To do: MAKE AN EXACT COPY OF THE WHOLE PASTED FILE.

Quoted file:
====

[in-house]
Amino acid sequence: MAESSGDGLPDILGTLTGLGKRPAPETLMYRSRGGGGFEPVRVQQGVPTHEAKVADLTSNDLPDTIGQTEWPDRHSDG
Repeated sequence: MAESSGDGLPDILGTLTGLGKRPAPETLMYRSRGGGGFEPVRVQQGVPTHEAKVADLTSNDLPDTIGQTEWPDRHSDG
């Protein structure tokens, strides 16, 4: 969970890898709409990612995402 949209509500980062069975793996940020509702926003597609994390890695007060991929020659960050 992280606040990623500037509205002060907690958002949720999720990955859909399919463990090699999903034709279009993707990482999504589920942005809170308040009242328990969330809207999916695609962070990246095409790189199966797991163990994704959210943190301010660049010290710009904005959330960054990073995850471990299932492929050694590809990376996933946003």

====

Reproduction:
[in-house]
Amino acid sequence: MAESSGDGLPDILGTLTGLGKRPAPETLMYRSRGGGGFEPVRVQQGVPTHEAKVADLTSNDLPDTIGQTEWPDRHSDG
Repeated sequence: MAESSGDGLPDILGTLTGLGKRPAPETLMYRSRGGGGFEPVRVQQGVPTHEAKVADLTSNDLPDTIGQTEWPDRHSDG
């Protein structure tokens, strides 16, 4: 969970890898709409990612995402 949209509500980062069975793996940020509702926003597609994390890695007060991929020659960050 992280606040990623500037509205002060907690958002949720999720990955859909399919463990090699999903034709279009993707990482999504589920942005809170308040009242328990969330809207999916695609962070990246095409790189199966797991163990994704959210943190301010660049010290710009904005959330960054990073995850471990299932492929050694590809990376996933946003």